How Politicians Partner with Wall Street to Rip Off American Retirees

Lynne Stuart Parramore

Wall Street loves to celebrate its knack for innovation, and it’s hard to disagree. The ingenuity financiers have mustered to scam Americans out of their retirements is truly a wonder to behold.

Working through well-funded media campaigns and strategic investments in politicians who carry out their plans, the Wizards of Wall Street have done a triple whammy on any hope we had for a decent retirement. They’ve attacked Social Security and pretended that it’s unaffordable and/or insolvent, they’ve worked to move us into fee-riddled private investment accounts, and they’ve looted our pensions.

They couldn’t have done it without friends like Gov. Chris Christie. Over in New Jersey, the big man is showing us how it’s done.

First, a little recap of how we’ve been screwed so far.

Private equity billionaire Pete Peterson is the Big Kahuna of Social Security-bashing, directing money toward media campaigns and enlisting folks like Alan Simpson and Erskine Bowles, co-chairs of Obama’s deficit commission, to convince us that we require cuts to the country’s most successful anti-poverty program under the threat that the deficit is growing —except, oops, now it’s actually shrinking!

Nonsense aside, Wall Street has gotten its way with Social Security before, such as the 1983 deal under Reagan, which, still unknown to many Americans, chopped the program and forced a higher retirement age onto young people who could not vote at the time, up two years, from 65 to 67. Ayn Rand acolyte Alan Greenspan, foe of Social Security and worshipper of Wall Street, was instrumental in getting that deal done.

Then there’s the 401(k), foisted on the American public 30 years ago as a rising tide of laissez-faire fanatics convinced policymakers to move us into do-it-yourself retirement plans. A study by the think-tank Demos revealed that the typical 401(k) steals an average of nearly $155,000 from a median-income, two-earner family over a lifetime of saving through hidden fees. The plans have also been shown to drive inequality and make ordinary people more vulnerable to economic shocks. Despite these dismal results, politicians across the country are pushing more Americans into 401(k)s. Republicans in Florida, Kansas, Illinois and elsewhere have been trying to move public workers into them, and Democrats with Wall Street ties have often joined in the effort: Former Democratic presidential candidate and U.S. senator from New Jersey Bill Bradley, who now advises an investment firm, was part of the (failed) effort to force Kansas state employees into 401(k)s, calling the effort to transfer investment risk onto workers “innovation.”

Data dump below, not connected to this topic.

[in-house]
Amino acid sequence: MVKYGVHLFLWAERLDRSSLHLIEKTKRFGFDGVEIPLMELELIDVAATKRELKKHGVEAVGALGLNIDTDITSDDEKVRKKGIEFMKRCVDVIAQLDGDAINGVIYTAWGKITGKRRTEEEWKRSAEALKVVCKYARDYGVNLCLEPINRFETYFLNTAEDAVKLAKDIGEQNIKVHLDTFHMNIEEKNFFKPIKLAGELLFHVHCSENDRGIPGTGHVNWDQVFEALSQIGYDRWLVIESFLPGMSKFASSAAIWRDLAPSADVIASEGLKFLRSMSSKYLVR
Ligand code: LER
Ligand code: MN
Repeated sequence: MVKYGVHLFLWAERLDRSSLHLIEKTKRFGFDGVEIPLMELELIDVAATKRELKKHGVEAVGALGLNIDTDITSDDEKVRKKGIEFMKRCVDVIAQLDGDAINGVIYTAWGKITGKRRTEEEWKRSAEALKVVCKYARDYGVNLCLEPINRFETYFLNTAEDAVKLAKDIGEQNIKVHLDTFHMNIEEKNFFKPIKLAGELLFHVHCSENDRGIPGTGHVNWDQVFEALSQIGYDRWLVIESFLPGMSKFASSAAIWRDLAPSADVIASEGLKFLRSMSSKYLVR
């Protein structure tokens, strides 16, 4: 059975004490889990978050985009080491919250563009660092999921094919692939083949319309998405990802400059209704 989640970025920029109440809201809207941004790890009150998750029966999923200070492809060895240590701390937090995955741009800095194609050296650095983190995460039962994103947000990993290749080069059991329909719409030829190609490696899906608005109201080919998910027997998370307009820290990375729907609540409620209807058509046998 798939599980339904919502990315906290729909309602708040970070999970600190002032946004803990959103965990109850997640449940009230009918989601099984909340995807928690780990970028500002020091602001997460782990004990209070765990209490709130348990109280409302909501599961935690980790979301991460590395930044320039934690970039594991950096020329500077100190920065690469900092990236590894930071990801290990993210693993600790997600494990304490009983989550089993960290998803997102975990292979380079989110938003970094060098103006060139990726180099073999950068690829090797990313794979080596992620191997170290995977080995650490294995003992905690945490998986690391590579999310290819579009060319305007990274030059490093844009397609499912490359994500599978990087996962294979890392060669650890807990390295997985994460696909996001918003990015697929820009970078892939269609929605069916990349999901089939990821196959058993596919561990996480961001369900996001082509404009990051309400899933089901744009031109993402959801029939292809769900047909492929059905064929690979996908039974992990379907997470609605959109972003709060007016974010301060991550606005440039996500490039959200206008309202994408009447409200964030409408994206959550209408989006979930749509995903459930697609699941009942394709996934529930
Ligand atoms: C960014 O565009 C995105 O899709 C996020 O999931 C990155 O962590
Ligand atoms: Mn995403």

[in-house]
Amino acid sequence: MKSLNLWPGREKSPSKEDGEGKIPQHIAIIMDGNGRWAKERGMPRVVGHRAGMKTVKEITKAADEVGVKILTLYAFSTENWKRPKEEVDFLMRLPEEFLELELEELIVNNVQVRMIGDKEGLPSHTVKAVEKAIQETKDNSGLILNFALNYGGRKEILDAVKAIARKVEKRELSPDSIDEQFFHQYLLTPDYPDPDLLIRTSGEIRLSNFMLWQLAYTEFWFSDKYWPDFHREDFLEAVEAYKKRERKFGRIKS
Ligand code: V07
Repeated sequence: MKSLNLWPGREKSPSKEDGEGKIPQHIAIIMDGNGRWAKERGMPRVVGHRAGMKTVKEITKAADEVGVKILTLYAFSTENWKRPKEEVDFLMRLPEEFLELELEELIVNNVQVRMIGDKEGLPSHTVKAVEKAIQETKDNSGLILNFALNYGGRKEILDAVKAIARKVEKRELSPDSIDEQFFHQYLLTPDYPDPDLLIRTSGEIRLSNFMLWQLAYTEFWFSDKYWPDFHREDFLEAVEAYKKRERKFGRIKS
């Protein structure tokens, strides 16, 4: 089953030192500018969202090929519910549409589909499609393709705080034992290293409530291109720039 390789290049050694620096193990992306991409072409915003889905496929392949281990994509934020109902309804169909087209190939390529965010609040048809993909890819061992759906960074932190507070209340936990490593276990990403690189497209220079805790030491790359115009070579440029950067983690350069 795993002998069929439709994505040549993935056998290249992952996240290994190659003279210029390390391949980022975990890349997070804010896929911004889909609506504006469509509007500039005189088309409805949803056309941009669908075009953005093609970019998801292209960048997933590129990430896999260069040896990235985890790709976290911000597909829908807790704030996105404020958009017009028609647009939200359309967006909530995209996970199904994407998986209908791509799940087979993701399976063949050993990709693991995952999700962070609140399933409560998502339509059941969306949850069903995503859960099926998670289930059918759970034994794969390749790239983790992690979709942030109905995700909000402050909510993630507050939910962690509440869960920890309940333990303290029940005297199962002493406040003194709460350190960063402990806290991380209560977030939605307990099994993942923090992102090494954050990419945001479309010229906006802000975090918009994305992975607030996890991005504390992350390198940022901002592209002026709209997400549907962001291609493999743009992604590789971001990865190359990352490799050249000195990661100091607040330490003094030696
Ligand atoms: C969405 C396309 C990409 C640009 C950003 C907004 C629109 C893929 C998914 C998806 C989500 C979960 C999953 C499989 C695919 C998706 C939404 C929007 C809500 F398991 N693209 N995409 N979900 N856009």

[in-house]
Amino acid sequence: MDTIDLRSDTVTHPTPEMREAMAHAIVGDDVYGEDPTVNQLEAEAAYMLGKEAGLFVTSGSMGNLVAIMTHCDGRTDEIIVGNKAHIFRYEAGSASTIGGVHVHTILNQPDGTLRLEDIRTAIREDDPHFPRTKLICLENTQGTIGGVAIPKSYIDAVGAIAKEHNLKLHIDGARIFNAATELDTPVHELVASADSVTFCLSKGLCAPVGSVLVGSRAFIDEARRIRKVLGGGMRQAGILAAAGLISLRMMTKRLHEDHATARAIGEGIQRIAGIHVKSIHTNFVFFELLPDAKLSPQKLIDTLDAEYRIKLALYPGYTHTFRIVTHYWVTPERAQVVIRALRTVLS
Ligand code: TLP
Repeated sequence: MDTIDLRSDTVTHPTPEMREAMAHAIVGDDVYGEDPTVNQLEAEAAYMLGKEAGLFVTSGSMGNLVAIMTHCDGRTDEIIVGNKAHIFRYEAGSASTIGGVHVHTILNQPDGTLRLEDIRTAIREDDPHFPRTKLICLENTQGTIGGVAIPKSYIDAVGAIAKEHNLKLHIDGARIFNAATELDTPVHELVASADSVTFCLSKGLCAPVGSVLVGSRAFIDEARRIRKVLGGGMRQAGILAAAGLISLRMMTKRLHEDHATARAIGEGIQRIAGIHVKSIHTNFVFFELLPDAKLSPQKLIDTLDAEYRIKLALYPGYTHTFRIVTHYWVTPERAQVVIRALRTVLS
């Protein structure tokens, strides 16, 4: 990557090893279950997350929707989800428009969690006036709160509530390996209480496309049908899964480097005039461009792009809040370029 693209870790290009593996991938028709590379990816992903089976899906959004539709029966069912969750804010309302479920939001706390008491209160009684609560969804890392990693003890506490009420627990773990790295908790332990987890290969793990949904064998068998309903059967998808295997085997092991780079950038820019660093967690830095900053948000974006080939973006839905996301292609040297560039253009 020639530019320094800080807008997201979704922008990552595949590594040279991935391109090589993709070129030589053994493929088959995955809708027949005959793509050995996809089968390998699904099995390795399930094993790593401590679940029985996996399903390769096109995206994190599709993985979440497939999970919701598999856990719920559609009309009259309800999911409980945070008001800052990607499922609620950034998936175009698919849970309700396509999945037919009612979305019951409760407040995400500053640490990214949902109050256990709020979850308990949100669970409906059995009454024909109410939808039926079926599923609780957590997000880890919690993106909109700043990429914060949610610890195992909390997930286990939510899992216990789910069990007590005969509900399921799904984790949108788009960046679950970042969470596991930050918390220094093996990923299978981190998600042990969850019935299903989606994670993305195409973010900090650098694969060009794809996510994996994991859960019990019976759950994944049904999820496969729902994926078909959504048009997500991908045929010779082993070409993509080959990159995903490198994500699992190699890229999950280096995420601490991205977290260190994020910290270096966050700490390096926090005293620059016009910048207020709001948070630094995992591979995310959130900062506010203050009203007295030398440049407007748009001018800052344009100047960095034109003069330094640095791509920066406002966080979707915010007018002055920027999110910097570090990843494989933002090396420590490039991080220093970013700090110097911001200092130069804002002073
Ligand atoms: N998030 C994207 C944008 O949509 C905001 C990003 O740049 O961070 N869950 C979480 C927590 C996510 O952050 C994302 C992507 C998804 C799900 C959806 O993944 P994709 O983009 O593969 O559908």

The innovative folks on Wall Street have also concluded that as long as you have pensions around, you might as well loot them. Financiers have aggressively promoted the idea of moving pensions from safe investments like treasuries into “alternative investments” on which they can charge ridiculous fees and deliver subpar results.

Robert Johnson, executive director of the Institute for New Economic Thinking, has been researching the so-called pension crisis in the U.S. and has found that underfunding is not nearly as widespread as the media, stoked by anti-pension campaigners with deep pockets, have portrayed (see my AlterNet article on his research). Further, he found that places where funding problems do exist are often troubled by corruption. Pay-to-play schemes and bribery are common, and barring obvious corruption, big money politics often has a deciding influence over the management and allocation of pensions. Political scientist Thomas Ferguson has pointed out that local and state politicians are relying more and more on Wall Street and other anti-pension business interests for funding, and this creates incentives to move pensions from safe vehicles to more risky things like hedge funds and private equity.

For a perfect example of how this works, look no further than Gov. Chris Christie of New Jersey.

As Lee Fang of the Nation Institute has reported, Governor Christie wasted little time after his election to launch a fear-mongering campaign to “reform” New Jersey’s pension system by raising the retirement age and cutting benefits. But somehow that process of reform also included bringing Wall Street into the game — despite the fact that Christie has pummeled his predecessor, John Corzine, for doing just that. After Christie’s election, the man who had helped bankroll his campaign, one Paul Singer, hedge fund manager and head of the conservative Manhattan Institute, would see his investment in Christie pay off big-time. A gold-plated bromance blossomed between the two men. As Fang writes: